Thursday, March 12, 2015

Precision Time Protocol PTP - Demystified

As Network Engineers we build highways (maybe Bundesautobahn where there are no speed limits) on top of which various protocols travel. As designers/architects, perhaps it would be beneficial for us to understand what is traveling on the highways we build.

I started to dip my feet into PTP and I realized there is more to PTP than meets the eye. I also realized that I knew very little about its operations so I decided instead of dipping my feet why not just dive right in -- head first. As any curious person would do, I started to read the RFCs and white papers. But before we get into PTP's operation, let's define a handful of key terms.

Key Terms

Grandmaster - Clock source which is elected as the GrandMaster through BMCA (Best Master Clock Algorithm)
Boundary Clock - Clocks that SYNC their own clocks and act as Masters if needed.
Transparent Clock (P2P and E2E) - Clocks that merely pass the PTP messages but actively update the PTP messages with the residence time of the PTP packets in the switch. Residence time is the amount of time spent by the PTP packet on the switch as it traverses the switch.
Ordinary / Slave Clock - Clocks that just listen and adjust their own clock based on Master/Grandmaster clocks
One-Step - In this mode, Follow up messages are not used and therefore not sent by the GM/Master. SYNC message contains the precise timestamp needed for the Slave to calculate offset.
Two-Step - In this mode, Follow up messages are used and therefore sent by the GM/Master and it contains the precise timestamp of when the SYNC message was sent.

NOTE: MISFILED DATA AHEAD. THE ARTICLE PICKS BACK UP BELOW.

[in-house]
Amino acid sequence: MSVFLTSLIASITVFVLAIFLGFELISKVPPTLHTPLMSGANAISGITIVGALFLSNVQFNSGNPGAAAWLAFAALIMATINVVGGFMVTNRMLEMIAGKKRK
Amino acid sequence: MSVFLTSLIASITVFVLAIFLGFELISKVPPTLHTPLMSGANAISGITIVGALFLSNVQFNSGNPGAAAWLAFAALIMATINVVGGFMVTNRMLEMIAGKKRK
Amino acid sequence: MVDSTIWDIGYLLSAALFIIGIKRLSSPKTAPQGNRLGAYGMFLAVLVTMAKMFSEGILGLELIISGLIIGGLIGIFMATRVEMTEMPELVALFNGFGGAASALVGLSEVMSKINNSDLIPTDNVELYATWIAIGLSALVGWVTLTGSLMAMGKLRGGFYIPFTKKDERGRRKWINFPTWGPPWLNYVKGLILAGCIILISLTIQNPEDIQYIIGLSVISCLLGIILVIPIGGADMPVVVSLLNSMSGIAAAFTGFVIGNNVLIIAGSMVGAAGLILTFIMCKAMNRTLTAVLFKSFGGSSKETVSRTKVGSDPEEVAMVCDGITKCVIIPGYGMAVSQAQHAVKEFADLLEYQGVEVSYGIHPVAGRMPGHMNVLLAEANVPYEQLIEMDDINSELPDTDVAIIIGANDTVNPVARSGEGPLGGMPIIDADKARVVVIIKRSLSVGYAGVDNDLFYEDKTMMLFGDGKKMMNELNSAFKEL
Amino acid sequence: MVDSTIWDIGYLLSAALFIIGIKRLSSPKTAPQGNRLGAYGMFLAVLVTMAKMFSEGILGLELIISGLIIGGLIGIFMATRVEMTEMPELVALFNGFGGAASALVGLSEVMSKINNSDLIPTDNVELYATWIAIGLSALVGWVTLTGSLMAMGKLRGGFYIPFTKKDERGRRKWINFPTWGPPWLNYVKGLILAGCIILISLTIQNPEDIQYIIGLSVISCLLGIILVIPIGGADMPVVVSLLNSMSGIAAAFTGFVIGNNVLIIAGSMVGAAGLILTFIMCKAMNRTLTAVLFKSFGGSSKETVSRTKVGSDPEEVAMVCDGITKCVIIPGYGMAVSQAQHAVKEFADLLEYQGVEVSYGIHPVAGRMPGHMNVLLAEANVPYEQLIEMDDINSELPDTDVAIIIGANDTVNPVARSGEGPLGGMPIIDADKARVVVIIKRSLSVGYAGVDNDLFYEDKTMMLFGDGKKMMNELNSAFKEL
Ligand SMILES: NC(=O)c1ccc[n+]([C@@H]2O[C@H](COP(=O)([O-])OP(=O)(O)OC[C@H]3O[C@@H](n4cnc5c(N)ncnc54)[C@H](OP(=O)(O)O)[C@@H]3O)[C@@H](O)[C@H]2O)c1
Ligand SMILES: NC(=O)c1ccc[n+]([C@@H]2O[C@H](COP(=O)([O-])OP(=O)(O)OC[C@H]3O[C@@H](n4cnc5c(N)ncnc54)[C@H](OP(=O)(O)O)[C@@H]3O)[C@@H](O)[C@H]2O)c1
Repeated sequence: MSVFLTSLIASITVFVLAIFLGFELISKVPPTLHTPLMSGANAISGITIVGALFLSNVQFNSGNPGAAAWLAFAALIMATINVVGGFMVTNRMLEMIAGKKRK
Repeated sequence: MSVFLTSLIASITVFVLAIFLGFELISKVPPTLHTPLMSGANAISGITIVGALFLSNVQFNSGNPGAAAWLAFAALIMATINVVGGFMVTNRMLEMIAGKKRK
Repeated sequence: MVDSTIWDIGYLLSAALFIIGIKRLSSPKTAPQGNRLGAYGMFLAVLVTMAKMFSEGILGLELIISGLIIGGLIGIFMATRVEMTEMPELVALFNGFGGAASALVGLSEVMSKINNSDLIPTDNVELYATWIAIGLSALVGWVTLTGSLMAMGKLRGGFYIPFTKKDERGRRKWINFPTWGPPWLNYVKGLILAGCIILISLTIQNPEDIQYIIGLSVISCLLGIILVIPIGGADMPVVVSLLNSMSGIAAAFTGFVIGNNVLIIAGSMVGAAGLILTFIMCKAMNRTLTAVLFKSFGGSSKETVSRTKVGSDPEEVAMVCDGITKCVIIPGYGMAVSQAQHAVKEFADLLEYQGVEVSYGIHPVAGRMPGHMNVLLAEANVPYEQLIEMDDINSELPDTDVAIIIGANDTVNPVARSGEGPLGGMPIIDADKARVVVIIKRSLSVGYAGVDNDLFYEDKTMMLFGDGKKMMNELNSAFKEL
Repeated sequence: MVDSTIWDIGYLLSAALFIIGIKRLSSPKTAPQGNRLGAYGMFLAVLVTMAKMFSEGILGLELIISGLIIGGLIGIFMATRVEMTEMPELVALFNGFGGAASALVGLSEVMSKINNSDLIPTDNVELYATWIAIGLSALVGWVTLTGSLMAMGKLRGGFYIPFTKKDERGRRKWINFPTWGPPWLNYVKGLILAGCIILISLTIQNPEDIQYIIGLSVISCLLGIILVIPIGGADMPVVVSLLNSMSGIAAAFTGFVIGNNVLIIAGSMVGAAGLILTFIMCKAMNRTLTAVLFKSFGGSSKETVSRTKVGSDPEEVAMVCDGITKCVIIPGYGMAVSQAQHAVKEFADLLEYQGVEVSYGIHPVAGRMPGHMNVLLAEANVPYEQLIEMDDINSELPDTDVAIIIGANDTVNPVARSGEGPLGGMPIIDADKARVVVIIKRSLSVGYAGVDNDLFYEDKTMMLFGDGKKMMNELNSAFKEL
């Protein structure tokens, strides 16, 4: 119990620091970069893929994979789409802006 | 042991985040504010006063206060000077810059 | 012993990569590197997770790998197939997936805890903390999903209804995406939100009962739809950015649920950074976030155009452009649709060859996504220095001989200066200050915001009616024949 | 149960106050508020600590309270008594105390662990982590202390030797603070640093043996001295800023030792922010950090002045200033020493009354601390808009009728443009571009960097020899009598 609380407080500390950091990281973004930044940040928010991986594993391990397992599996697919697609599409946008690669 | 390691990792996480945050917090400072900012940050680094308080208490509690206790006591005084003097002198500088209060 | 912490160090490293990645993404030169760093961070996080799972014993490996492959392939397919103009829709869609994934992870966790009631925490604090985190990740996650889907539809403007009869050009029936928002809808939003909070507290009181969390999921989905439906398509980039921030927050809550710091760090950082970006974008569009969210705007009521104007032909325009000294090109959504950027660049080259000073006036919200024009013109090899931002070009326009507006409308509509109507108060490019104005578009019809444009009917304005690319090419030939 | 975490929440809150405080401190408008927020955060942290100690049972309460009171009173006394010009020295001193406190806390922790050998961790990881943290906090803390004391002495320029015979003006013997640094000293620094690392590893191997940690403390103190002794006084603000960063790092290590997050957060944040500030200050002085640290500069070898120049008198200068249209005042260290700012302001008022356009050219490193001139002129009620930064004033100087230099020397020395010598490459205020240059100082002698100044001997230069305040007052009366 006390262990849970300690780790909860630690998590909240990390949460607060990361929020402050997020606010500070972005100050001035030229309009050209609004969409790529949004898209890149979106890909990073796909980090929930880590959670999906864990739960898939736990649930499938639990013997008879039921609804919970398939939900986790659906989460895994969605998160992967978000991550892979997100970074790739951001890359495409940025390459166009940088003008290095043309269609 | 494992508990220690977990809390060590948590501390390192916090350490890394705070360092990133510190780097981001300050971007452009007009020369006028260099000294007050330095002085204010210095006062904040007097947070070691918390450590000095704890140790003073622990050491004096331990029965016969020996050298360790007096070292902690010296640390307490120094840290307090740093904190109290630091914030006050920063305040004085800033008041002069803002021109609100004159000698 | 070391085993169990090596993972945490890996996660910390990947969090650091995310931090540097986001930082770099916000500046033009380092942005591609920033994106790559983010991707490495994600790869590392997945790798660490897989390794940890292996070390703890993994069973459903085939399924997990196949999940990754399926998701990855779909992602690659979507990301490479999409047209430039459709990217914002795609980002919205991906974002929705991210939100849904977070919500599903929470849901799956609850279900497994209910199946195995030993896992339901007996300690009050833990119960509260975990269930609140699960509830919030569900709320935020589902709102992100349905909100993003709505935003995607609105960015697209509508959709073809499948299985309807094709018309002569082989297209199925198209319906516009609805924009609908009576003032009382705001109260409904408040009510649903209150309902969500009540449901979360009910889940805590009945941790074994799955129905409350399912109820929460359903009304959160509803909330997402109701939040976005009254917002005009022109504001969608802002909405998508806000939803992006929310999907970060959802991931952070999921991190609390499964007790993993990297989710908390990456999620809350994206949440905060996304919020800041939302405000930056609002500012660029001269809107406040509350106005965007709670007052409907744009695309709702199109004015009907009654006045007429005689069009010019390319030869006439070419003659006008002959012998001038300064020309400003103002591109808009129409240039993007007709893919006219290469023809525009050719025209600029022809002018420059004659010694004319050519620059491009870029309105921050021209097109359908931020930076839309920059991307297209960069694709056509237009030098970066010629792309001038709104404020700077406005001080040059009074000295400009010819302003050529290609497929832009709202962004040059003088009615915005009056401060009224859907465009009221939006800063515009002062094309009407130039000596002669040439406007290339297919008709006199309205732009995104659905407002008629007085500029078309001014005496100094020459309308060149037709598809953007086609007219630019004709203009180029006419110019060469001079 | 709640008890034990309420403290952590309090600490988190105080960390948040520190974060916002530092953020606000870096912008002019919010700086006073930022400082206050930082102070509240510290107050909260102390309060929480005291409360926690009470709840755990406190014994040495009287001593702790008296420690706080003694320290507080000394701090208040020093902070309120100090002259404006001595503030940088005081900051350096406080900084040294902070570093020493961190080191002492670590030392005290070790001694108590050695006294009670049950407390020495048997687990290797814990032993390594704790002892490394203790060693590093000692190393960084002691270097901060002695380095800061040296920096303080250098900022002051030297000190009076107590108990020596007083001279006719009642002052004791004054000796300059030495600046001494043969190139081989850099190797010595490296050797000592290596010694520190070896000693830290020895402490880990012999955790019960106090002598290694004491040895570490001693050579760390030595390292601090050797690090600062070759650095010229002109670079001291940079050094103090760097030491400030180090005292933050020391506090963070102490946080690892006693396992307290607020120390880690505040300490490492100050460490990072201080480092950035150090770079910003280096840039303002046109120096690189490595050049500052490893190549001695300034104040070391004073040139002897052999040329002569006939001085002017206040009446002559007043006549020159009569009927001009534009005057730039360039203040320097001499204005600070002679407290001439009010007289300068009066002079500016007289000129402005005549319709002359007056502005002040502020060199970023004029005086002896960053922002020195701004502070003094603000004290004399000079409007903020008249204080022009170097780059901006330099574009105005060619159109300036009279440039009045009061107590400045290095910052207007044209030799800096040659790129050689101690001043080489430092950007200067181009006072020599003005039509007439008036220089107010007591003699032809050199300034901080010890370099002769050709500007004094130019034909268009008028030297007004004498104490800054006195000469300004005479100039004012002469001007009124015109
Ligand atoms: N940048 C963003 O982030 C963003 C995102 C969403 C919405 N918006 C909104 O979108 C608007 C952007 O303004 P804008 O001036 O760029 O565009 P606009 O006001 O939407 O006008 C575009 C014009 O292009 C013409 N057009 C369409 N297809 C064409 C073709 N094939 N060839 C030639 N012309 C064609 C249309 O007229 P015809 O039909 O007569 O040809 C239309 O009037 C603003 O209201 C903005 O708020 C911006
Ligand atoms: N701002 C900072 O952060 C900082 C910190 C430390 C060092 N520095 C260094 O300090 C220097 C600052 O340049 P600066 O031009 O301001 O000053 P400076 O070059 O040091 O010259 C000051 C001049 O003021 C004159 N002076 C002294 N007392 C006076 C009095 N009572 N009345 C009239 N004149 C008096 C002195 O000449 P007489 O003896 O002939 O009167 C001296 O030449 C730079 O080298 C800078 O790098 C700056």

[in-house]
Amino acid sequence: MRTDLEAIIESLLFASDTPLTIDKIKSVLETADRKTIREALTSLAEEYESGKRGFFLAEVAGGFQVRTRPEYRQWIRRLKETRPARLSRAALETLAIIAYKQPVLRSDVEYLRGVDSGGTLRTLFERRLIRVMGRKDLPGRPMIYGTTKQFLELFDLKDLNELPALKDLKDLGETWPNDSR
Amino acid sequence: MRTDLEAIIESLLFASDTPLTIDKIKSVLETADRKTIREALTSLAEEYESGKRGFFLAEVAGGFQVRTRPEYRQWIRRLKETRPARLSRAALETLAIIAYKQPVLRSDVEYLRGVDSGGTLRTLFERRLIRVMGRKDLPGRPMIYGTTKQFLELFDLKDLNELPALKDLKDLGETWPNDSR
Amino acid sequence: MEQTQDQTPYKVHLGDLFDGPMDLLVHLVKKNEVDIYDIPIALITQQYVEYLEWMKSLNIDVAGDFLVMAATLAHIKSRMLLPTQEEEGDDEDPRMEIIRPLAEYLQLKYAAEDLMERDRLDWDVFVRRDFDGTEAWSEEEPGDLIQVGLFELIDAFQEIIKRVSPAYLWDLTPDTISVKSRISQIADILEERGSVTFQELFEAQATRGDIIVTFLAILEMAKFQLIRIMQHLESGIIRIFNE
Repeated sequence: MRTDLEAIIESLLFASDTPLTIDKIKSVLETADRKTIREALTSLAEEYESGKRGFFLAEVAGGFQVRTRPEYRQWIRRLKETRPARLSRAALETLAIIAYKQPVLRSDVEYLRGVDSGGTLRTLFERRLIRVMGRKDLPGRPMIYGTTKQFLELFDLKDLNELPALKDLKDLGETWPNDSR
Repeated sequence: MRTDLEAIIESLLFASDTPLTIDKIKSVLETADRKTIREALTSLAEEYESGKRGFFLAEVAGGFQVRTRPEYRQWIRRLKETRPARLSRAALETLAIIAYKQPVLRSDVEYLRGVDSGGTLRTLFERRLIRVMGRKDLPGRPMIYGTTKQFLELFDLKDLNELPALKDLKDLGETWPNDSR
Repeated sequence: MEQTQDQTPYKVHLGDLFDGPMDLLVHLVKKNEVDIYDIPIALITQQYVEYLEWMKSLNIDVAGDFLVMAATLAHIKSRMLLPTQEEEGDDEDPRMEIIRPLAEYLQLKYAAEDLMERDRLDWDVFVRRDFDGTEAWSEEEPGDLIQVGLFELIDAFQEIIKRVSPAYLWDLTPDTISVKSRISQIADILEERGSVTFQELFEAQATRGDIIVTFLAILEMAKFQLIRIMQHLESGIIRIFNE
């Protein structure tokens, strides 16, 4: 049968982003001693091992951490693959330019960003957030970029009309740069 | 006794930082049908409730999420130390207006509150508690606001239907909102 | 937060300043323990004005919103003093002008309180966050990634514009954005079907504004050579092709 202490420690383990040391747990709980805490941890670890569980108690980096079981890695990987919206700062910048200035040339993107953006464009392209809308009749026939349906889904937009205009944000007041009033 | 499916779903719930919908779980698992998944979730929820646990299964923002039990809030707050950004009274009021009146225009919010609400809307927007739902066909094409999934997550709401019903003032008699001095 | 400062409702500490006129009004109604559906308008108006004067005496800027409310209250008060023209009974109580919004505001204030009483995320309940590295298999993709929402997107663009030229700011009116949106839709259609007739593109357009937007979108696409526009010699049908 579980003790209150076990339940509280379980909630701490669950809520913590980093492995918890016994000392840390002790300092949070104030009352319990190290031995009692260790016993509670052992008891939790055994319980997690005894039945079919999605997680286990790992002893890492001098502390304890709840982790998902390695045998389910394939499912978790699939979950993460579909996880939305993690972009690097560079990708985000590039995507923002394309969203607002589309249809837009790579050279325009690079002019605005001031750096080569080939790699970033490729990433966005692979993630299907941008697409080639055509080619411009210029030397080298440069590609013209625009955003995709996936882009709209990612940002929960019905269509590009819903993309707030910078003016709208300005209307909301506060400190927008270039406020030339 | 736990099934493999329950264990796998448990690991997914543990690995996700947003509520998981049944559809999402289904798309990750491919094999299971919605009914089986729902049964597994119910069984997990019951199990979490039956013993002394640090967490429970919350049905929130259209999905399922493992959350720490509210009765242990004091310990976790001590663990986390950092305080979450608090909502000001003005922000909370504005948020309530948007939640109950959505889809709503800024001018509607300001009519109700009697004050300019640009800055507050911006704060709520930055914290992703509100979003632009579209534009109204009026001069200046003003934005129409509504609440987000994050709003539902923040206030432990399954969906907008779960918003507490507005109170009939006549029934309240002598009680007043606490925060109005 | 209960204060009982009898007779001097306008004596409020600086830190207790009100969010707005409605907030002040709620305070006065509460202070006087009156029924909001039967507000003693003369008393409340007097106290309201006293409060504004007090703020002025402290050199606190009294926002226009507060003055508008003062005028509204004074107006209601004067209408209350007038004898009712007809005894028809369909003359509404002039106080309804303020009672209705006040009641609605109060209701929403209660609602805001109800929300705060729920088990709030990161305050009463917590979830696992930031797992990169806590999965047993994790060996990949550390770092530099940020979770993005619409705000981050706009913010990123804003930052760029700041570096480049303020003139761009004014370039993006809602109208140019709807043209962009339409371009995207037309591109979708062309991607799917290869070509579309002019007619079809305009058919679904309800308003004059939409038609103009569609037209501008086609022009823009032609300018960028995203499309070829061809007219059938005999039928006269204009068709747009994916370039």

PTP Management Messages

Sync
- Contains the TimeStamp of when the packet was sent.
Follow up
- Contains the most accurate TimeStamp of when the SYNC was sent. This message is only needed in Two-Step Mode.
Delay Request - Request sent by the slave to calculate the one-way delay between SLAVE_TO_MASTER.
Delay Response
- Contains the TimeStamp of when the GM/Master received the Delay Request. This can then be used by the Slave to calculate the one-way delay.

PTP Formula


This formula can be written in many ways but the one I use is ( 0.5 (T1 - T2 - T3 + T4) )

How does a PTP Slave sync to the GM (Grandmaster) / Master?



This blogtorial is meant to serve as an introduction to Precision Time Protocol (PTP) and as such omits advanced topics such as how to deal with Asymmetrical delay and so on. If you are interested, read IEEE RFCs to get a deeper understanding about PTP. I will post subsequent articles on PTP - Boundary Clock, and PTP Transparent clocks etc.

Many more articles to come so ....

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